Over the upcoming months and likely into our next summer season, I’ve decided to pursue a project around what is, in a way, what I call ‘my office’. As we are now drawing toward the end of a fourth season operating Kayak Summer Isles, in the north west of Scotland, I’ve spent many hundreds of days getting to know, sharing, and exploring these islands. It’s safe to say I know them well.
I figure the next step of really embedding myself into the islands is to spend a night on them.
Some of which I do on a regular basis with our guests, but many others (the rocks and skerries) I’ve not even landed on yet. By my count there are 17 ‘proper’ islands and 15 rocks and skerries big enough to safely camp and land on, making a total of 32 nights in the archipelago.
I won’t make them all in a season, as some will mean waiting until the bird colonies move off in winter so I won’t disturb them. What ones I can do now I hope to tackle in ‘evening blasts’ after work and before starting the next day’s guiding.
What better way to start than the iconic and rugged skerry that is Stac Mhic Aonghais.
Local legend has it, that the name comes from a man who was laid prisoner on this lonely and desolate rock. Purportedly having had ‘intimate relations’ with a laird’s daughter, he was rowed out and abandoned as a ‘time out and think about what you’ve done’. Ahh, young love.
By day 3 Angus’s captors must have felt guilty, as they then rowed out to check on him. Upon landing they were surprised to discover that Angus had gone!
Combing the island, they strayed further from their boat and with a sudden race, Angus leapt from a crevice in the rocks, hopped aboard and dis-embarked, waving cheery farewell as his captors became the captives.
Some accounts say he rowed, whilst others claim he had no oars and set adrift. Either way, he landed on Stoer Head some 30km north and survived.
The boat still remains with Angus’s relatives, and there’s been bad blood between the two families ever since . . . apparently.
I wonder if he ever managed to meet the laird’s daughter ever again?
Kayaking out in the evening, I set off from shore around 7.30 pm, with little over an hours light left in the day. I was tired from a day’s guiding but equally excited to disappear for a night’s vagabond adventure, following in Angus’s footsteps for a night on his rock.
The island is 1km south of Tanera Beag and even with the wind in favour and using the tidal eddies to my advantage, the journey took an hour from Old Dornie Harbour. The light was waning.
I’d taken my ultra-lightweight kevlar/carbon infusion Aries, as I figured it’d be easier to haul up the rocks on my shoulders fully laden with camp and cookware, but in hind-sight maybe a plastic boat that I could have dragged may have been a wiser move. Arriving at high tide, I found a crevice without swell on the eastern shore and set about navigating the 40º sloped sides with the boat on my shoulder. Delicate footsteps and my free hand scrambling brought me up to a ledge where I could at last anchor the kayak.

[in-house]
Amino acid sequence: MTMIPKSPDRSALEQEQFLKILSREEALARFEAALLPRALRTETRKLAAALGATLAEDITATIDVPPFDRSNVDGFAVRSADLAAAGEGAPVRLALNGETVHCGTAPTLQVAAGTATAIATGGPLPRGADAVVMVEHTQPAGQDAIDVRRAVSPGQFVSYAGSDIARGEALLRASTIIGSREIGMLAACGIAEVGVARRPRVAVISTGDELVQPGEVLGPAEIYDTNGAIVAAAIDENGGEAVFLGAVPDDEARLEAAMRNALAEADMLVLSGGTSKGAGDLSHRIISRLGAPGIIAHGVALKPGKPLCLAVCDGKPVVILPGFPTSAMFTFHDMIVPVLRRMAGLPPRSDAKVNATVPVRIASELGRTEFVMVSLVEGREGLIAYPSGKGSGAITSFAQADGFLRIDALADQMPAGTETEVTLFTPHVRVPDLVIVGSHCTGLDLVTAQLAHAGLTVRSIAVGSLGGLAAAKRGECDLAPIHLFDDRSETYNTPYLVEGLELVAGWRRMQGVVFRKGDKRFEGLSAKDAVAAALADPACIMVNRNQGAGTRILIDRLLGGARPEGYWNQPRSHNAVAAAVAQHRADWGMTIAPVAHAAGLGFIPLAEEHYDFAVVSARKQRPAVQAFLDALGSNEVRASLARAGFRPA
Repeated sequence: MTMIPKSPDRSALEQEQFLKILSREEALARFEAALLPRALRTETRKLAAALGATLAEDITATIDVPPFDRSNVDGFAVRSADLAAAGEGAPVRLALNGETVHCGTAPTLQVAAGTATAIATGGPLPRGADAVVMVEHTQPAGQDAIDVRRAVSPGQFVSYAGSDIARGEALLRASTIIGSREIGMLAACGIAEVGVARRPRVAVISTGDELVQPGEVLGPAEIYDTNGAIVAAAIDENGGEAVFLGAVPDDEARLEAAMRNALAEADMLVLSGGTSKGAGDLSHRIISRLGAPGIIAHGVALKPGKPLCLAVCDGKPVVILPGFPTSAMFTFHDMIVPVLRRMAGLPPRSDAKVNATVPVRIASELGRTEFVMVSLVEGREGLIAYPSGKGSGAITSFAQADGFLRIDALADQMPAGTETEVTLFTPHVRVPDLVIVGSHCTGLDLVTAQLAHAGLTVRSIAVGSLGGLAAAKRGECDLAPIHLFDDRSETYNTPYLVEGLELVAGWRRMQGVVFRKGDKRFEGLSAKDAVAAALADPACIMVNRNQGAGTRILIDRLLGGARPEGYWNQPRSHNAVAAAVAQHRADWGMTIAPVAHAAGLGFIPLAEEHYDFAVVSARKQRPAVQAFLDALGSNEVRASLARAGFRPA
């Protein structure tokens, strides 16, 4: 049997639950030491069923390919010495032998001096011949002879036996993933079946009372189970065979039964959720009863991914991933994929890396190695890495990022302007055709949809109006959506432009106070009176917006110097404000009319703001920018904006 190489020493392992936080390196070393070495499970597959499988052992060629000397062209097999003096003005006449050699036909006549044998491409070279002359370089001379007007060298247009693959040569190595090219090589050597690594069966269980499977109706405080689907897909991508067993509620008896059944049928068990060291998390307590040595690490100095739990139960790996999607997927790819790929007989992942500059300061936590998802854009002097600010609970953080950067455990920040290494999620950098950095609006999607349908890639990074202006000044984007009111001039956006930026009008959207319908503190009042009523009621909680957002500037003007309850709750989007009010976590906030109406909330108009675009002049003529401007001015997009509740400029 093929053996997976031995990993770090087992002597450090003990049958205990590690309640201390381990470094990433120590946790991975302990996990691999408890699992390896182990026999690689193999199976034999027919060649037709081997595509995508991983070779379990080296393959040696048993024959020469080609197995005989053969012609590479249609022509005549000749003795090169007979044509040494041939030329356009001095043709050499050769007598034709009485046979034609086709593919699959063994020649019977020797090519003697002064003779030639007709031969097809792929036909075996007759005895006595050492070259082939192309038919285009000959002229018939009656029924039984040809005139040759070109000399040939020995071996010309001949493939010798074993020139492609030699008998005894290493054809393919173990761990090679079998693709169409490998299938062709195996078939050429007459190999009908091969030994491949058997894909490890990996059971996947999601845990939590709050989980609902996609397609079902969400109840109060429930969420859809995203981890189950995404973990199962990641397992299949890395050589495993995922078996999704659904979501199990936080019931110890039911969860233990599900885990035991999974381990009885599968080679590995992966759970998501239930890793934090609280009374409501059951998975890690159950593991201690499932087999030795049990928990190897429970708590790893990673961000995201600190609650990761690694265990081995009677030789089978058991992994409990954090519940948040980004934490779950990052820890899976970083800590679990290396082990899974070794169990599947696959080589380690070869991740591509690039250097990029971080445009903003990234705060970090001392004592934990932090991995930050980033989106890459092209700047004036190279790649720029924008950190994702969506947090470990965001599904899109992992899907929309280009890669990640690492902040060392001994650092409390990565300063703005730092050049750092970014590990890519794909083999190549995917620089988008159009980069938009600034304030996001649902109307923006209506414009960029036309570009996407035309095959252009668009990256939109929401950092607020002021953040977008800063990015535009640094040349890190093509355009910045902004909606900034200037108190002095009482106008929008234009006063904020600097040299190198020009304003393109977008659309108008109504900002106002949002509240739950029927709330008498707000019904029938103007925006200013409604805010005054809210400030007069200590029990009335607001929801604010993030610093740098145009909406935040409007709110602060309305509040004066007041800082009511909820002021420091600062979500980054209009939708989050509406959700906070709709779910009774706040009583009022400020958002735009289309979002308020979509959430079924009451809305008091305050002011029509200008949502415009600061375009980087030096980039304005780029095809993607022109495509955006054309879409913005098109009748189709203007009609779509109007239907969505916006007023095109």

By necessity, I needed to return early the next morning, meaning leaving at the low tide. Before setting camp, I scouted about and picked my exit route as my prior access would be untenable at the lower tidal state. A scramble, toss, and a leap seemed likely.
The stac was largely rock, with a bristling hair of lichens adorned across the top. Around the corner, on the wind-battered western cliffs, I could hear a bird colony, out of sight but not out of sound.
Many, if not all of the possible flat spots were waterlogged with bright green algal pools. To my delight on the summit, a single large flat slab presented a near-perfect bed. Surrounded on all sides by a small rocky lip, it cradled the sense of security atop the island and granted a fantastic view. Darkness was fast approaching.
Bivi bag out on the rock, I scoffed a quick dinner, took a few photos and then settled into bed. The sound of the low swell pounding below me, and the occasional whoosh of birds flying past lulled a sense of calm. The air was warm, and as hoped for a breeze kept any midges at bay.
By 2 am, the full moon had risen, bathing the island in a silvery light, enough to see without a head-torch. 20km to my east, I could see the lights of Ullapool, home, in the distance.
The breeze had dropped, as had the swell, leaving the island eerily calm. Below me, I could hear a pshhht coming from some form of cetacean nearby, most likely a porpoise, but I liked to imagine a whale.
My alarm wasn’t necessary. As it turns out seagulls also wake with the first hint of dawn, and their calls as they fledged their roosts around the corner was sufficient to wake me. A faint orange glow was rising as I re-packed my kayak and carefully carried it down the rocks, thankful for the barnacles to give some grip.
Clipped to my kayak, I tossed it into the gentle swell and leapt aboard under head-torch. Once decked on, I turned my light off, preferring to navigate by the dawn glow. It was 5 am.
Returned to Ullapool before the day begun, I arrived home, showered and packed, ready to re-pack and head back on the water with guests. I felt satisfied like I’d stolen a secret adventure through the night, unseen and unknown until dawn. Most of all however I was thankful not to leave the island and drift north to Stoer, wondering if I’d ever return again.
If you’d like to share my island adventures as I try to camp on each follow me on @willcopestake (Instagram and YouTube) and via #summerislessleeps, or better still, join me through www.kayaksummerisles.com